That brought some relief, but CPCC today still offers only 58 square feet per student. The new projects would boost it to 70 square feet, said CPCC President Tony Zeiss.

In January 2012, the school began planning for the next five years, identifying about $430 million in needs. But after Mecklenburg County commissioners, who control bond spending, told them not to be so ambitious, CPCC came up with 10 top projects that will cost a total of $280 million.

The projects include building 120,000 square feet at the college’s Levine Campus in Matthews, with a middle college for high school students that would be a partnership between CPCC and Charlotte-Mecklenburg Schools. The two would partner again at the Harper Campus, including another middle college among the 150,000 square feet of new classroom space there.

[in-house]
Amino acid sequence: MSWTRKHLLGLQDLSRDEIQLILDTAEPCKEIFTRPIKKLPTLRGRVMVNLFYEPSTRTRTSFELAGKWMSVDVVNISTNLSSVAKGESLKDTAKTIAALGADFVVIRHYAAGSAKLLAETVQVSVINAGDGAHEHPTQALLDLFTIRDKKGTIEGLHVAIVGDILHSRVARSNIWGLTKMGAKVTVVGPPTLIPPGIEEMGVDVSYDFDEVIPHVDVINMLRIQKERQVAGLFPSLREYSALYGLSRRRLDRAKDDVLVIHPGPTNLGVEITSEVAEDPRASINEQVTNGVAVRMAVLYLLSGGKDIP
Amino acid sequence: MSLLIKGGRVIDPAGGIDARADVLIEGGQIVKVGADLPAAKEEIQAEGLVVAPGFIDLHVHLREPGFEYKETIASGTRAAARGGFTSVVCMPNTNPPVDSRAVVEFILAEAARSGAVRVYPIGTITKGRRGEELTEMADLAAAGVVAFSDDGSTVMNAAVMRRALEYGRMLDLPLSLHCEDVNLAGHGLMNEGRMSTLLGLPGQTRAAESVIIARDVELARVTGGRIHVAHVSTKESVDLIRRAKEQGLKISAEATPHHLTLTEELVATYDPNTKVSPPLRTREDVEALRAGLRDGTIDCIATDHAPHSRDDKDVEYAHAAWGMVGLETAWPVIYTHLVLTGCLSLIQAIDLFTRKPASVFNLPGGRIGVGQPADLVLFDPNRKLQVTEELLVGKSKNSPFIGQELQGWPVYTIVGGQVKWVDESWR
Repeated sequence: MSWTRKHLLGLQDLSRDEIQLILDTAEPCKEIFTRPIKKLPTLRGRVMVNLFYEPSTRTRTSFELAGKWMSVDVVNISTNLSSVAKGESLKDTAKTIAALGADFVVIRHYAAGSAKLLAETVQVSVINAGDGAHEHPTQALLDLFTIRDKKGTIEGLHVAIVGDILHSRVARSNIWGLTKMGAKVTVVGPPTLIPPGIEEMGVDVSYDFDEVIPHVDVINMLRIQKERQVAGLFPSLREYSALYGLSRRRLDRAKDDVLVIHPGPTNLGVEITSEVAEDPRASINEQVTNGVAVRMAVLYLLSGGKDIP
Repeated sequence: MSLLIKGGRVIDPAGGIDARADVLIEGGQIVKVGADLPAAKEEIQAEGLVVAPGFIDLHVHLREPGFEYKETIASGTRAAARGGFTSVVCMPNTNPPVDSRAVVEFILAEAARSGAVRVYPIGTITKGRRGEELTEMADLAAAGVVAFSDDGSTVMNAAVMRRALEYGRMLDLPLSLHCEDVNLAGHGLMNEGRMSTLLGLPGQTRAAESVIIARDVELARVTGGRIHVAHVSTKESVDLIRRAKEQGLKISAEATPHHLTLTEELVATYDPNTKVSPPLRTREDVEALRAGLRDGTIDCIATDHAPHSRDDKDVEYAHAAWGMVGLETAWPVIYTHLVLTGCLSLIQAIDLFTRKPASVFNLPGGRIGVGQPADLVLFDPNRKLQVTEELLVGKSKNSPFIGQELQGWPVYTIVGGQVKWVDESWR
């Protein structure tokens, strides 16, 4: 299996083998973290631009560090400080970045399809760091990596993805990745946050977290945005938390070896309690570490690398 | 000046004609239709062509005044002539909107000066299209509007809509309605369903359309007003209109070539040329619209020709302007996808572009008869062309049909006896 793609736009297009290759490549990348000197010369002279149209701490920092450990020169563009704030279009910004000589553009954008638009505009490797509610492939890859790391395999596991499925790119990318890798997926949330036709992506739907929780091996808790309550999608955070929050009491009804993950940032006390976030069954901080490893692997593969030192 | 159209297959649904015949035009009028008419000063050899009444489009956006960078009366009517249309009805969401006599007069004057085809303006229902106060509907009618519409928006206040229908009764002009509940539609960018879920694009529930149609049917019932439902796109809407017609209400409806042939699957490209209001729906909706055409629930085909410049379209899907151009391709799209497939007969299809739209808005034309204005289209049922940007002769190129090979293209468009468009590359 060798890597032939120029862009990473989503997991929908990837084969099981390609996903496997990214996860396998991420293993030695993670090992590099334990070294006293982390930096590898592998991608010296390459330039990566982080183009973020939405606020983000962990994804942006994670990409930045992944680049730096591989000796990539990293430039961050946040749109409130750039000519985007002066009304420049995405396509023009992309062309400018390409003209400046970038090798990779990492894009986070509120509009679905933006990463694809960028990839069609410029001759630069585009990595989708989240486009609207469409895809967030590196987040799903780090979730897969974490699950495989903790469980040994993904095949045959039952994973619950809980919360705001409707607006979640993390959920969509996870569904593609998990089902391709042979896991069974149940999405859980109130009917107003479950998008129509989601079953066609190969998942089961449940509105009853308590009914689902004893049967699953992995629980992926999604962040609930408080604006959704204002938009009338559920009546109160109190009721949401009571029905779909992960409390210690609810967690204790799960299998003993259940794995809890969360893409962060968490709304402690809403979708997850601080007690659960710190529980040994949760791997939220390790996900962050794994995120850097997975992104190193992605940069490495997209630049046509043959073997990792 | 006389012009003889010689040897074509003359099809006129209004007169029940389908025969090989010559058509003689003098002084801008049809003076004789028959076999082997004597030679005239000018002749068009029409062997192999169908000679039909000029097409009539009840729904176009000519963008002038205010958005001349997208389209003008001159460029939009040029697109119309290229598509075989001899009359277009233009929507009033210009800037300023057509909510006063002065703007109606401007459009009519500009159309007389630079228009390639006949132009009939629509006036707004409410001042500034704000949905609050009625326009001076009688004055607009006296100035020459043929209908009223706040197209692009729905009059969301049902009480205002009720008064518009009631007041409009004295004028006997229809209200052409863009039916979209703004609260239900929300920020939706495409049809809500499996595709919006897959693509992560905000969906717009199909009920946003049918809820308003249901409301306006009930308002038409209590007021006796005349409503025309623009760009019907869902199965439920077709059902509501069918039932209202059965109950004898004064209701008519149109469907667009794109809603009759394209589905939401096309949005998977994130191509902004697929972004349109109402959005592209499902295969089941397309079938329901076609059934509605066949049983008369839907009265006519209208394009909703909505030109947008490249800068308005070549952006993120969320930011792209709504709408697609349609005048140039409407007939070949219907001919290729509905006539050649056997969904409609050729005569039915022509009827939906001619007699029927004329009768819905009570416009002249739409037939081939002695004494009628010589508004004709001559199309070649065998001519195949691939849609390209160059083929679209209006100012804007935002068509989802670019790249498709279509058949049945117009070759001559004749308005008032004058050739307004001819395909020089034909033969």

There would also be 100,000 square feet of new space for high-tech advanced manufacturing training at the Central Campus near uptown and an additional 100,000 square feet of space at the Merancas Campus in Huntersville.

“We’re a career college, that’s what we’re all about – training students for jobs,” Zeiss said. “People need jobs and need to get trained. Most of that training comes in labs.

“So when it takes longer to get into classes, we’re having to tell far too many students, ‘I’m sorry, we’re going to have to interrupt your progress toward your degree because we don’t have enough lab space.’”

Training for future economy

The college has been a critical partner in job training, particularly in energy and health sciences.

Zeiss and CPCC have been part of an effort to plan a “new economic vision” for Charlotte. In recent years, the city, he said, has focused on three economic hubs: finance, energy and health care.

“We saw what happened in 2008; a lot of people lost jobs,” he said. “We need to broaden our economic base.”